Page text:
Earlier this week, two former senior police officials publicly warned that expected changes in the relationship between the police and the minister of public security (as the role is now known), demanded by Ben Gvir, could spell the end of Israeli democracy.
The deal with Otzma Yehudit marked the slow but steady progress of Likud leader Benjamin Netanyahu in his efforts to form a coalition after this month’s election as he moves closer to making full deals with Otzma Yehudit and the Haredi Shas party came.
The protracted negotiations have dampened Netanyahu’s hopes of quickly forming a government after the November 1 election gave the bloc leading a 64-seat majority in the 120-member Knesset. Conversations hit roadblocks from his partners’ mounting and sometimes conflicting demands.
According to Channel 12 news, the parties agreed to split up the current Ministry for the Development of the Periphery, Negev and Galilee as Shas insisted on keeping the “periphery” portfolio – referring to often poorer towns outside the central population centers of Israel. – as it views such locations as an important part of its voter base.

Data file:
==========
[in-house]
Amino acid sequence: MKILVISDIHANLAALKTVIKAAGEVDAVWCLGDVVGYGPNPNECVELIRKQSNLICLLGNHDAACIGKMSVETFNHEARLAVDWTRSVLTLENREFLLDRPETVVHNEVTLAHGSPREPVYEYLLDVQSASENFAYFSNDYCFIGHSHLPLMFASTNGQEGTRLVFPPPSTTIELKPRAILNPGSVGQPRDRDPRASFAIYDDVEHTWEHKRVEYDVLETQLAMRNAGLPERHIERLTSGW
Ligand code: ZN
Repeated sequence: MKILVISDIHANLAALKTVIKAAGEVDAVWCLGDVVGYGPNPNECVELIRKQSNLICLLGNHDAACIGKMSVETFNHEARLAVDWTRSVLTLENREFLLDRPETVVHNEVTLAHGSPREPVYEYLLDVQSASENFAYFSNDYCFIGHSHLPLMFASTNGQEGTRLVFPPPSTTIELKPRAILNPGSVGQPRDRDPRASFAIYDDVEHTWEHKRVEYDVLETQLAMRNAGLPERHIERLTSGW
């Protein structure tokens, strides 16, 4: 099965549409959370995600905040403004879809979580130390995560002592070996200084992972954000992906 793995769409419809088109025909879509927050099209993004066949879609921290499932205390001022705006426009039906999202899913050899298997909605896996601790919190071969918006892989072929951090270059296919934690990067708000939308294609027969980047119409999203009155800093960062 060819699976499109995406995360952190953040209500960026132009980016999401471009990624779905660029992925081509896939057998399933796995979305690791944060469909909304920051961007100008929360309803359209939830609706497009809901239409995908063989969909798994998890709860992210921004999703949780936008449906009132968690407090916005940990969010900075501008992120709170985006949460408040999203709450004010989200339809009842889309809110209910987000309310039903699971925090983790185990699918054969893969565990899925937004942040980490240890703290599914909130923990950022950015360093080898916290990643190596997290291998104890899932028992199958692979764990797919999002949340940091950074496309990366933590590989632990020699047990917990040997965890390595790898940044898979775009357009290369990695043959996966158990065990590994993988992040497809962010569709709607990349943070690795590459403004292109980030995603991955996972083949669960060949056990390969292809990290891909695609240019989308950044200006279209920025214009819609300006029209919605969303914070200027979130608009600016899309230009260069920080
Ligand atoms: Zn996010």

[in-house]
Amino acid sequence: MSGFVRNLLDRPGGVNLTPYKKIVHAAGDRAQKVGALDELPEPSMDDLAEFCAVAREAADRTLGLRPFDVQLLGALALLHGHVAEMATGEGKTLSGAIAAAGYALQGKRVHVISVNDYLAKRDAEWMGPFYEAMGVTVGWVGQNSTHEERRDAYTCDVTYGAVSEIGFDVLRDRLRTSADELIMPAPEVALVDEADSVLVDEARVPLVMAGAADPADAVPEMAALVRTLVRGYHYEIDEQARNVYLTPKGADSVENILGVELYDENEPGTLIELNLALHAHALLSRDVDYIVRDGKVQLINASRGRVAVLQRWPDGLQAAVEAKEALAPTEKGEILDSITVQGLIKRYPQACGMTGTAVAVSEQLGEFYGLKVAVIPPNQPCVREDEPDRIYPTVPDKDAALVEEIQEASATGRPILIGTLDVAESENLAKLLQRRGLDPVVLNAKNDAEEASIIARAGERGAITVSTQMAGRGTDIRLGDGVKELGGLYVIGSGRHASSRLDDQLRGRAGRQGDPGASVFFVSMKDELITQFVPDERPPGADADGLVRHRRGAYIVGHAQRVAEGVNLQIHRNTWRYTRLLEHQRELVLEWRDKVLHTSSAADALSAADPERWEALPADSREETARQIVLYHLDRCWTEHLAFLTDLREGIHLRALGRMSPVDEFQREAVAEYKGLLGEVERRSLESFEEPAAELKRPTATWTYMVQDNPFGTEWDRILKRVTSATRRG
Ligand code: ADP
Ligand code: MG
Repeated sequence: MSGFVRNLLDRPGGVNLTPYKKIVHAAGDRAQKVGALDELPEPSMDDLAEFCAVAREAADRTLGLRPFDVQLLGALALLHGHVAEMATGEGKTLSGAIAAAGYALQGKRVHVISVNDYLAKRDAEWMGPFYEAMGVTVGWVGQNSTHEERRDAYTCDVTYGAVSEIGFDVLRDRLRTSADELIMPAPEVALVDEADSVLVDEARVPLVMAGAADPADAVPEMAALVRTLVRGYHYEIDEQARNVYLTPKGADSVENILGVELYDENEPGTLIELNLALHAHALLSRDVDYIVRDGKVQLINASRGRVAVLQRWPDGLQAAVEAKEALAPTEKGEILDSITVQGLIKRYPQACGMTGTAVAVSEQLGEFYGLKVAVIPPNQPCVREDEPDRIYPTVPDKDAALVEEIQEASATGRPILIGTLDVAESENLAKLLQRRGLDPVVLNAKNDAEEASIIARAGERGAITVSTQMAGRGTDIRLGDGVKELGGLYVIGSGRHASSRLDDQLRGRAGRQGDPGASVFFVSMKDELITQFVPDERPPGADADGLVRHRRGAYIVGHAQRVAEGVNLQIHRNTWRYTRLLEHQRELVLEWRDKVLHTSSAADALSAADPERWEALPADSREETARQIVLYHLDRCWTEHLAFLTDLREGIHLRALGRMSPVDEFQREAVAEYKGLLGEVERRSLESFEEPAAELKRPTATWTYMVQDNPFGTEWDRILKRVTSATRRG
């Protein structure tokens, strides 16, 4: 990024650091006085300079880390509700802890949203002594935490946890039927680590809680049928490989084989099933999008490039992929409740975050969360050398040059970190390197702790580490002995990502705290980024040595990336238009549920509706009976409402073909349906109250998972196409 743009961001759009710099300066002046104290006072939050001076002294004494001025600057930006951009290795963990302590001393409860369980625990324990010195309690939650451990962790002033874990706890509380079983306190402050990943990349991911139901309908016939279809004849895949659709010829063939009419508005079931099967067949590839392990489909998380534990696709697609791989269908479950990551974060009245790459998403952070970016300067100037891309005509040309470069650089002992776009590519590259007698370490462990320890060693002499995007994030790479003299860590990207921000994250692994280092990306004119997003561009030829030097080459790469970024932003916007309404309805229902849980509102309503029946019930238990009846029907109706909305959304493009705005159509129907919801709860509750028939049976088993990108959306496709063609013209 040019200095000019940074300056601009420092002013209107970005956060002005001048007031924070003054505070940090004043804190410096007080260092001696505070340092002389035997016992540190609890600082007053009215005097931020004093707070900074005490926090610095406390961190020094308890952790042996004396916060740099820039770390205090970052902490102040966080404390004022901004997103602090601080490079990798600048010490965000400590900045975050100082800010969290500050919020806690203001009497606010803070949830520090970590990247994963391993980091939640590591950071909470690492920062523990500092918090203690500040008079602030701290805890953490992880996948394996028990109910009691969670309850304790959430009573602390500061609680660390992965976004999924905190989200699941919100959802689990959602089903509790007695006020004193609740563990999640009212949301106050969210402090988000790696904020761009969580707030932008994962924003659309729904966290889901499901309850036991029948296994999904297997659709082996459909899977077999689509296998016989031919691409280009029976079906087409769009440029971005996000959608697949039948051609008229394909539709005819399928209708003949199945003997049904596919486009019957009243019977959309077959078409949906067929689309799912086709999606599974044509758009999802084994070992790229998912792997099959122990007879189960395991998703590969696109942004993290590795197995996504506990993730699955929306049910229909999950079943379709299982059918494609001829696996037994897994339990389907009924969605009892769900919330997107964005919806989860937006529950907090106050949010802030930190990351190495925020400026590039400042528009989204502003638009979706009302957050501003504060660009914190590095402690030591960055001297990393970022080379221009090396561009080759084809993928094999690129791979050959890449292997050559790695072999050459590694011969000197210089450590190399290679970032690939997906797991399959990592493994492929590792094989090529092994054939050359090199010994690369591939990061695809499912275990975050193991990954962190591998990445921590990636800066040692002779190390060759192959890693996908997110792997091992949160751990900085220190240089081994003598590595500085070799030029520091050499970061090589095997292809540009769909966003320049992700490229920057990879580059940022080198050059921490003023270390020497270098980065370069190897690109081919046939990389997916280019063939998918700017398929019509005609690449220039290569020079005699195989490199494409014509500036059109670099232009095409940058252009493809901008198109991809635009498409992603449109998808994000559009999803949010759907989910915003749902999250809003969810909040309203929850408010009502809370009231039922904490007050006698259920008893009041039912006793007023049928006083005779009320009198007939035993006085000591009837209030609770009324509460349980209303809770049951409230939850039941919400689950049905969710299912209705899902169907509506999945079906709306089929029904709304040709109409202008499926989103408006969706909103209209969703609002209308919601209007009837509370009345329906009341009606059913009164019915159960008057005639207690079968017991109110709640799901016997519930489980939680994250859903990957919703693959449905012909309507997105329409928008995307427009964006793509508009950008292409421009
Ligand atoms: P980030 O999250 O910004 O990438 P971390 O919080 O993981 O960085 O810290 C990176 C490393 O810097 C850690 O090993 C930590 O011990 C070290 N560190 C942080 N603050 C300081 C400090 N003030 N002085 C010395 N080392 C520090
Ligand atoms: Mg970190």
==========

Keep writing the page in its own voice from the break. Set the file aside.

Meanwhile, Shas is given the Department of the Interior and Health and Welfare portfolios.
However, Deri’s fitness to be a minister is currently in question after the attorney general said his recent conviction for corruption could include a finding of moral malpractice, barring him from holding a cabinet position for seven years. Deri was given a 12-month suspended prison sentence last year, but resigned from parliament before signing a plea deal allowing him to evade a conviction of moral turpitude.
Shas and Likud are reportedly investigating an amendment to the law to allow the Shas leader, who served 22 months in prison from 2000 to 2002 for taking bribery, to return as minister.
Meanwhile, Likud talks with Bezalel Smotrich’s Religious Zionism seemed to stall.
Smotrich has demanded either the defense ministry or the treasury, and Netanyahu seems to have agreed in recent days to give him the latter for at least the first two years of government. Despite the reported progress, talks with Smotrich remained embroiled in mutual accusations, with Religious Zionism claiming that Netanyahu had gone back on promises, and Likud accusing the far-right party of making exaggerated demands in return for allegiance to the emerging government.